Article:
Name of Assigned Judge or Magistrate Judge Robert W. Gettleman Sitting Judge if Other than Assigned Judge
The court hereby directs the parties to incorporate the attached two elements jury instructions to a complete set of jury instructions, and transmit the complete set to the court on or before February 3, 2011. This matter is set for a brief pretrial conference on February 7, 2011, at 10:00 a.m.
Docketing to mail notices.
Courtroom Deputy GS Initials:
Plaintiffs Juan Cortez and I.C. each claim that the defendants deprived them of their rights under the Fourth Amendment to be free from an illegal entry into their home. To prevail on their claims, plaintiffs must prove by a preponderance of the evidence that the entry was unreasonable.
It is undisputed that the defendants did not obtain a warrant before entering into the home. Entries conducted without a warrant are presumed to be unreasonable. There is, however, an exception to this rule. A warrant is not required and entry is reasonable if:
(1) All of the circumstances known to the officers at the time would cause a reasonable person to believe that the entry was necessary to prevent the escape of a fleeing suspect; and
(2) There was a compelling need for the defendants' actions and insufficient time to get a warrant.
It is defendants' burden to establish the exception by a preponderance of the evidence.
If you find that defendants have not established by a preponderance of the evidence that this exception to the warrant requirement applies, then you should find in favor of plaintiffs Juan Cortez and I.C. on their unreasonable entry claims.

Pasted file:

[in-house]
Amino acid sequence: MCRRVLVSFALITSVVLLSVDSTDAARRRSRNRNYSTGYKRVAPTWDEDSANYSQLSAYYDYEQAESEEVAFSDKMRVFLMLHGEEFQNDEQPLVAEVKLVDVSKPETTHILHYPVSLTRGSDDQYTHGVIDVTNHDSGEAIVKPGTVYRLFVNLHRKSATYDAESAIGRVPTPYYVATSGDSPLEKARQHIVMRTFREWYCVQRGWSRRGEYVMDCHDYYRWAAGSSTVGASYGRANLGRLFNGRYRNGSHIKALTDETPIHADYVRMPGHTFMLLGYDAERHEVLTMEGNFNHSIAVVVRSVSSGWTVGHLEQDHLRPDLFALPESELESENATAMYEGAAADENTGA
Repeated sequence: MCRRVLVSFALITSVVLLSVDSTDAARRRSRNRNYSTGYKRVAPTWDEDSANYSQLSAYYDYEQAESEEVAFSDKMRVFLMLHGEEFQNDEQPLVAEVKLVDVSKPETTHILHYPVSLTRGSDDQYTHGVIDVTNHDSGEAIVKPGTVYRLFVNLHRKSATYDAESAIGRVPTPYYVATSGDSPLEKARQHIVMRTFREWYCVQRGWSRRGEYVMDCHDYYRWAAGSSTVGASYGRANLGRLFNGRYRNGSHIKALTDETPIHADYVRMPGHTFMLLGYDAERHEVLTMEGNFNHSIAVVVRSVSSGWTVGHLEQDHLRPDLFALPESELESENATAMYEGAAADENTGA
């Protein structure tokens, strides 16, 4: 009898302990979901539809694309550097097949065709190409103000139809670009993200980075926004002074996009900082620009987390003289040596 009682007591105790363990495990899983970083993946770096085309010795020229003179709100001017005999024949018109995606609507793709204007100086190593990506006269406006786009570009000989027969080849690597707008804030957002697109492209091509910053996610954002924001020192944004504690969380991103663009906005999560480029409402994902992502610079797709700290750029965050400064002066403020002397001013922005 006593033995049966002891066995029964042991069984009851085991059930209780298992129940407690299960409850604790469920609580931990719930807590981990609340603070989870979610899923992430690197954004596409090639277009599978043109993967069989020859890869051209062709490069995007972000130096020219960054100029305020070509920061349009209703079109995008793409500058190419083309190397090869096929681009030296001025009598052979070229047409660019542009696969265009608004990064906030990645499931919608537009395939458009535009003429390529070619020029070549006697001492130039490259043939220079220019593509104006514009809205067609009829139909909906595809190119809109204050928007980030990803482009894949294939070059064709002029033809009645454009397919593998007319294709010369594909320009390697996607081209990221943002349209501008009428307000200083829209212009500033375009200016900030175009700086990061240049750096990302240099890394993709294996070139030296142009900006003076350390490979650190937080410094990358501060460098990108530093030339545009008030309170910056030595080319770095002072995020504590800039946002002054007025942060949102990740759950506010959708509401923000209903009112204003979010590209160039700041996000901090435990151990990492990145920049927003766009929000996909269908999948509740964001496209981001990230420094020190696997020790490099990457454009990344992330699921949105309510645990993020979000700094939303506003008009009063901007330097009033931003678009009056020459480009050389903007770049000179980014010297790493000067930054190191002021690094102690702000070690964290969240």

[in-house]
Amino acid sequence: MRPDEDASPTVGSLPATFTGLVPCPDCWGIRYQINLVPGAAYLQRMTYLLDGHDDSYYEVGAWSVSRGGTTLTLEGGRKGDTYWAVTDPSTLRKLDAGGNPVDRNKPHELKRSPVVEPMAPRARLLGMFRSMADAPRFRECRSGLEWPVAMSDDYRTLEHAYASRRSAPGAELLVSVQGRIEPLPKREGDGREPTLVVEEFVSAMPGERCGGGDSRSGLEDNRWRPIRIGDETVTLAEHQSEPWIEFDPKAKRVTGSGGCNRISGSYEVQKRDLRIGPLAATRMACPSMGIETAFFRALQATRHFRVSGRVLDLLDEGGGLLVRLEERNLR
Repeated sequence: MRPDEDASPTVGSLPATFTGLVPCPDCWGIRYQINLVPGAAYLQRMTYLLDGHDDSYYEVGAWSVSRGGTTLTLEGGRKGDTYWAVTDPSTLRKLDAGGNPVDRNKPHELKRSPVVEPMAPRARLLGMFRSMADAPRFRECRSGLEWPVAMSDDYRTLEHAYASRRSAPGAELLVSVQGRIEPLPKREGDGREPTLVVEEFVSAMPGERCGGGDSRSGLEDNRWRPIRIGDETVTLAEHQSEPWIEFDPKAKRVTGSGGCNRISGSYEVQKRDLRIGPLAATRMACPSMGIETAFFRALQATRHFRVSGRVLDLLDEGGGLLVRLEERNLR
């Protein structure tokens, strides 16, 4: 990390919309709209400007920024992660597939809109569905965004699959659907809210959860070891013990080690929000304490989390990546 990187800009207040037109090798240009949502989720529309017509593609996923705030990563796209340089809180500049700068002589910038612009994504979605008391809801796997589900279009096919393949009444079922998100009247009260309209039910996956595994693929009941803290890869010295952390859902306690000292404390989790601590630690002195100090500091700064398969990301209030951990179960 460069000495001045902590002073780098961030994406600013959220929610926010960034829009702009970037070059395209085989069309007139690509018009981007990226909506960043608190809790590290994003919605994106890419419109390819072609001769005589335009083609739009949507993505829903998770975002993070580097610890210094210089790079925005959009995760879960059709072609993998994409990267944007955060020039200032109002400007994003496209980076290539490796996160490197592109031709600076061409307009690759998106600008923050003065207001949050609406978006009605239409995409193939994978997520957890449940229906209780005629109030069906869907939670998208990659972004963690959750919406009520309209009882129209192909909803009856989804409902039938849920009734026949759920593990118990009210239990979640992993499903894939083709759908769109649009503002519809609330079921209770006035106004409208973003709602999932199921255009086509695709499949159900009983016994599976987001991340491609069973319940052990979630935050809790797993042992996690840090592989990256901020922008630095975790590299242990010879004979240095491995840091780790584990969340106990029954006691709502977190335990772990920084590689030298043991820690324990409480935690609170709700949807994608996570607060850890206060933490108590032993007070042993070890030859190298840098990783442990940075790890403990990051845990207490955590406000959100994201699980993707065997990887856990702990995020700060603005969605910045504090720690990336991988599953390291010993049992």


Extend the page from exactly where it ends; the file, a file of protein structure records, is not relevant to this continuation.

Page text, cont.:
If, on the other hand, you find that defendants have established by a preponderance of the evidence that the exception to the warrant requirement applies, then you should find for the defendants on plaintiffs' unreasonable entry claims.
Plaintiff I.C. also claims that defendants violated her rights under the Fourth Amendment to be free from unreasonable seizures and searches. To prevail, plaintiff must prove this claim by a preponderance of the evidence. Seizures and searches conducted without a warrant are presumed unreasonable. It is undisputed that defendants did not have a warrant to seize or search I.C.
Police officers who are conducting a search of the home may lawfully take reasonable precautions to protect themselves. It is defendants' burden to establish that their actions were reasonably necessary under the circumstances to protect themselves.
If you find that defendants have failed to demonstrate by a preponderance of the evidence that defendants' seizure and search of I.C. was reasonably necessary to protect themselves, then you should find for plaintiff I.C. on ...